“Clearing the Water” Around the Eastern Hellbender

Photo by Jason Ondreicka

What comes to mind when you think about the North Carolina Mountains? Perhaps the sound of bluegrass music, the taste of a hearty soup on a bitter cold day, or the sight of a wide-open view filled with peaks and rolling hills tinged with blue. One feature of the North Carolina Mountains that may get overlooked, is the extensive network of creeks, streams and rivers that harbor an ecosystem filled with life. Life that includes giant salamanders, if the conditions are right. 

Allegheny alligator, devil dog, snot otter. These are just a few nicknames given to one of the most iconic North Carolina species…. the eastern hellbender (Cryptobranchus a. alleganiensis). 

North Carolina is home to more than 56 species of salamanders. The hellbender stands out as the largest in the state and one of only three giant salamanders found in the world. Despite their size (averaging 16-17 inches in length and sometimes weighing more than three pounds), seeing one is no easy task. They are masters of disguise. As many of their nicknames imply, the skin on the eastern hellbender is dark and mudlike, camouflaging them from predators and unsuspecting prey.

Like many species of salamander, hellbenders live long lives as compared to other wildlife species. It is not uncommon for an eastern hellbender to live for at least 30 years.

Hellbenders live in rivers and large streams with clean, clear, and fast-moving water containing high oxygen levels. They need large, flat rocks and submerged trees both to make nest sites and protect themselves from predators. If the preferred flat rocks are not available, hellbenders will also shack up in holes in streambanks.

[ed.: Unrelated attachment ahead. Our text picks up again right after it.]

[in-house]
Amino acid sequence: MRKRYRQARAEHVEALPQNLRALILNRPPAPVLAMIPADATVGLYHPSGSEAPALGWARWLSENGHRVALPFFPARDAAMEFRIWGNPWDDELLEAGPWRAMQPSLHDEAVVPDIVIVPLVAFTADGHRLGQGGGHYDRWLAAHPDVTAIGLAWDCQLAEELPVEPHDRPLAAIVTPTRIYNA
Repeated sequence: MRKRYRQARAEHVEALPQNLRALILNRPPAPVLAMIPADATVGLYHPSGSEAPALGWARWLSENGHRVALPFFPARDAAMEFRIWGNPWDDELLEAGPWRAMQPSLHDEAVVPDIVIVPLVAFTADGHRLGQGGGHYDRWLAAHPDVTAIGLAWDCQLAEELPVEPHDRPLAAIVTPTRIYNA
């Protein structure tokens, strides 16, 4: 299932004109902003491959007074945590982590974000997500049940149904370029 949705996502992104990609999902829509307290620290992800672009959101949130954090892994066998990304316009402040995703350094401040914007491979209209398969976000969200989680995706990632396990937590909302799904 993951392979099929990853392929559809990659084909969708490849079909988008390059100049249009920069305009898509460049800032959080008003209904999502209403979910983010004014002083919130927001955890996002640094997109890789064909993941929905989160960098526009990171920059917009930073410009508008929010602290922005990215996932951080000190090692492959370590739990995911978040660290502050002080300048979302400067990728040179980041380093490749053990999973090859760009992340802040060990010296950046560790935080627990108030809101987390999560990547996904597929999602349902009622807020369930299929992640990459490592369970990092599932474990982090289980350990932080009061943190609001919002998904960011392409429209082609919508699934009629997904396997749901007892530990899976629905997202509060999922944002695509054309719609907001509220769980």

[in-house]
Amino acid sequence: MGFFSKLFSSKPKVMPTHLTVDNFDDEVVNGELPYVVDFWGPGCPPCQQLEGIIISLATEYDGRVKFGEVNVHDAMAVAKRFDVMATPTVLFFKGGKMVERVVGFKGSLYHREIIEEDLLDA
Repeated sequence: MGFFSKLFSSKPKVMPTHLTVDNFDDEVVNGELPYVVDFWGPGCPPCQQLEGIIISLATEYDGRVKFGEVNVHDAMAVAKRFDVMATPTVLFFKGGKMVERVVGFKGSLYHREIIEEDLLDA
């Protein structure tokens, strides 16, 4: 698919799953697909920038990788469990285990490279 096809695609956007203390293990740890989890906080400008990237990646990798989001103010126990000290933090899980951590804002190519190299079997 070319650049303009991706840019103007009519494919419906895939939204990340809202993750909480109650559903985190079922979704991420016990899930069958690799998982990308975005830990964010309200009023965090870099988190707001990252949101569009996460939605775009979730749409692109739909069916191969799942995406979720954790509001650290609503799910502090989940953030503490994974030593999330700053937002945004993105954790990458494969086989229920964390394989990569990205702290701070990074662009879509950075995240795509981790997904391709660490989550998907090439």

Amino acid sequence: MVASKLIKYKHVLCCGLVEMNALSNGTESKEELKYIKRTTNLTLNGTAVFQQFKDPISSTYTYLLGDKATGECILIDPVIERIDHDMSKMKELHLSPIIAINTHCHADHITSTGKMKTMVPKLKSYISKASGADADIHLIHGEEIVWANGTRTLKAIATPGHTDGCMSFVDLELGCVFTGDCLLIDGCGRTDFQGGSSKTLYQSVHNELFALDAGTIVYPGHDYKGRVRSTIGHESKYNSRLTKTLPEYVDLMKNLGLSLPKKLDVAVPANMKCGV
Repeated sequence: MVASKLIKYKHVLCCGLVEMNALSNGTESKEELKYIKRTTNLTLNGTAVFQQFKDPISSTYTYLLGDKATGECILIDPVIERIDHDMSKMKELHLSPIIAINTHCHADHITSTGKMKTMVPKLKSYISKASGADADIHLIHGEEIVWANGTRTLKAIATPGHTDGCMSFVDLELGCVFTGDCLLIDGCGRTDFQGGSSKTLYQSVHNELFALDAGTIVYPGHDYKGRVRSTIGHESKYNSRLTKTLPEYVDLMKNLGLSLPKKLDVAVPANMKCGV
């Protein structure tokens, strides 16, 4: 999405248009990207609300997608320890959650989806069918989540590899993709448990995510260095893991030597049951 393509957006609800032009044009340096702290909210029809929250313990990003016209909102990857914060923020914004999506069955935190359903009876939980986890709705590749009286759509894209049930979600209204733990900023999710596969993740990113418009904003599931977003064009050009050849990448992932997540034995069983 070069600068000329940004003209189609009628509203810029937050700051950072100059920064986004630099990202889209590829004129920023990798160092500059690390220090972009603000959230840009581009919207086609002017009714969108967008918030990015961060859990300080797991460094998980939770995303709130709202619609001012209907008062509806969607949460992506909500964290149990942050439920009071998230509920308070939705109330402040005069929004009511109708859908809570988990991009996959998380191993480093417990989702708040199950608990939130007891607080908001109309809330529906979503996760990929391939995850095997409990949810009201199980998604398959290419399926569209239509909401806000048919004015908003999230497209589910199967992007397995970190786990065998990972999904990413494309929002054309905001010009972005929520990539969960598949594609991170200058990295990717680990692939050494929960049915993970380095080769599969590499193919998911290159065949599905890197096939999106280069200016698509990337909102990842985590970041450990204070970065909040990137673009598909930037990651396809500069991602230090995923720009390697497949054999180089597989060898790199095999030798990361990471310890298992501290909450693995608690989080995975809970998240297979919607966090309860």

Though they mostly eat crayfish, hellbenders may eat the occasional fish. However, contrary to popular belief, hellbenders have little impact on fish populations and are not a danger to the quality of trout fisheries.

Hellbenders are super sensitive to silt, sedimentation and water pollution. Because of this, they are considered biological indicators of water quality. As the N.C. Wildlife Resources Commission (NCWRC) puts it, “if there is a healthy hellbender population in a stream, there is clean water.” 

If you come across a hellbender (maybe while you’re on the Blue Ridge Snorkel Trail) it’s important to not harass them or disturb their habitat. The hellbender is a species of Special Concern and listed as a Species of Greatest Conservation Need in the Wildlife Action Plan.

As a Species of Greatest Conservation Need, the eastern hellbender would benefit from the passage of Recovering America’s Wildlife Act (RAWA). If passed, RAWA would send more than $20 million annually to the North Carolina Wildlife Resources Commission, which would use the money to help nearly 500 nongame fish and wildlife identified species of greatest conservation need. The preservation of this species, among others, relies on our stewardship alongside extensive conservation efforts and proper management of North Carolina’s natural resources. 

If you find an eastern hellbender, make sure to report your sighting to the NCWRC

Check out the NCWRC’s species profile on the eastern hellbender for more information. 

Luke Bennett


– Luke Bennett, NCWF Conservation Coordinator

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